[Find lots of risk measurement and management strategies in Security metrics: critical issues]
Brown: You need to provide insight and leadership along the lines of, "If you want to be 100% protected, it will cost $10 million, but for reasonable protection, this is what we need to do, these are the gaps to fill."
On whether to buy that security tool:
Brown: Make sure you've signed up for something you can pull off. Many companies have these gadgets--intrusion protection and detection, wireless security--that may not reap all the benefits they initially thought they would. You put in an intrusion prevention device and put the rules on it, and people complain because they can't do this or that, so you turn off a lot of the features. You're still paying maintenance fees, but are you using it to do what you bought it to do?
So, don't rely on security vendors to provide ROI for you. Base it on what you believe you can do based on your company's culture, your team's capabilities, your team's throughput. A lot of times, you can't get the product's full potential because you just have too many things going on.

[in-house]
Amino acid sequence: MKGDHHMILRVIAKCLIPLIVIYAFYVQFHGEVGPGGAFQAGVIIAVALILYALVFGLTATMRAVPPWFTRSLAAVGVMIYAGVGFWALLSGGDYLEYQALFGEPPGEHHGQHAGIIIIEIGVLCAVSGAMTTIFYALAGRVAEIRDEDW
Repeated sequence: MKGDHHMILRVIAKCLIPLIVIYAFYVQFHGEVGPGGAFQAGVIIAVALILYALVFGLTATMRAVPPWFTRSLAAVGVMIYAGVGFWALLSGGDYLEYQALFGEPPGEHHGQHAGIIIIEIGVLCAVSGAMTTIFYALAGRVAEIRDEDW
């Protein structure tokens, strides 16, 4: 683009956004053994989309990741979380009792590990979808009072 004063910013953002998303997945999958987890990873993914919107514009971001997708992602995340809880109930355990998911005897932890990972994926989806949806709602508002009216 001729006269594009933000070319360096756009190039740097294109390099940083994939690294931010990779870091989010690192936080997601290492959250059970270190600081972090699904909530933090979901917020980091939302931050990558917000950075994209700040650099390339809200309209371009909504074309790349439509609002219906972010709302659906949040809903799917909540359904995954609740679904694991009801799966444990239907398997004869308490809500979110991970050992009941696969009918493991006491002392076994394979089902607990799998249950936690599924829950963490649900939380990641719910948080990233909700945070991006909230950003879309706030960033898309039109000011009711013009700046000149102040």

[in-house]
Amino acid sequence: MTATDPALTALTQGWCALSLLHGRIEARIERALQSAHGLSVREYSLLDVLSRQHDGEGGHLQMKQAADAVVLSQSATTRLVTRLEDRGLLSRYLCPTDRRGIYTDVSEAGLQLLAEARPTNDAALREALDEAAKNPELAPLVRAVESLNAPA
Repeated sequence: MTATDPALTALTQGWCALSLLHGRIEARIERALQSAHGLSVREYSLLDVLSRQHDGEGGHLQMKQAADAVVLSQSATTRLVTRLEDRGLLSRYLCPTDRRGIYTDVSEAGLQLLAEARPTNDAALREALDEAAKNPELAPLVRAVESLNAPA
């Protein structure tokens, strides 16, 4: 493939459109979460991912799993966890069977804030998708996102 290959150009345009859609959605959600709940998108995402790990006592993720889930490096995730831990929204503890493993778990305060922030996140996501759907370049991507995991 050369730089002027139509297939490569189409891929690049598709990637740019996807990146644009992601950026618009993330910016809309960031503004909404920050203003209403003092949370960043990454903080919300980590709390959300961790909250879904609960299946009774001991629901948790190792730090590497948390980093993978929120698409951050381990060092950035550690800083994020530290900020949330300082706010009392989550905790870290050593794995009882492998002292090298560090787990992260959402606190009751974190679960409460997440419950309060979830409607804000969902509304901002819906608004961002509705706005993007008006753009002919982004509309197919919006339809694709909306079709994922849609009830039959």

On the trend toward the consumerization of IT:
Brown: Bring-your-own-device is coming; it's a given. The fact is, my housekeeper in Hong Kong has a newer laptop and better software than I have on my business computer. Figure that one out for me.
The challenge is, don't invest in hardware and software; allow your employees to invest in that and leverage what they already own. Figure out how to integrate that into your systems. With 20,000 employees, $1,000 per computer and $1,500 per software license, it's cost-prohibitive. But if you allow people to use their own equipment, I guarantee they will come to work with the latest and greatest.
This means putting a stake in the ground--having a crisp and clear policy of, this is the device we are supporting, so you can build an app and send it out, and it's done. People would flock to it because they'd feel empowered.
On whether to play up the fear, uncertainty and doubt factor:
Berinato: The ability for CSOs and senior security executives to demonstrate calm, commanding leadership is more important than I previously thought. People in security roles naturally adapt to a crisis mentality, but if something is happening and you're saying, "This is a big deal; this is scary," it's not good. A threat combined with a lack of information causes severe stress for people.
This seems to come naturally in the physical security world, where they tend to approach problems methodically and analytically and come up with a plan, and if it doesn't work, come up with another plan. The nature of the information security threat is more amorphous and harder to control.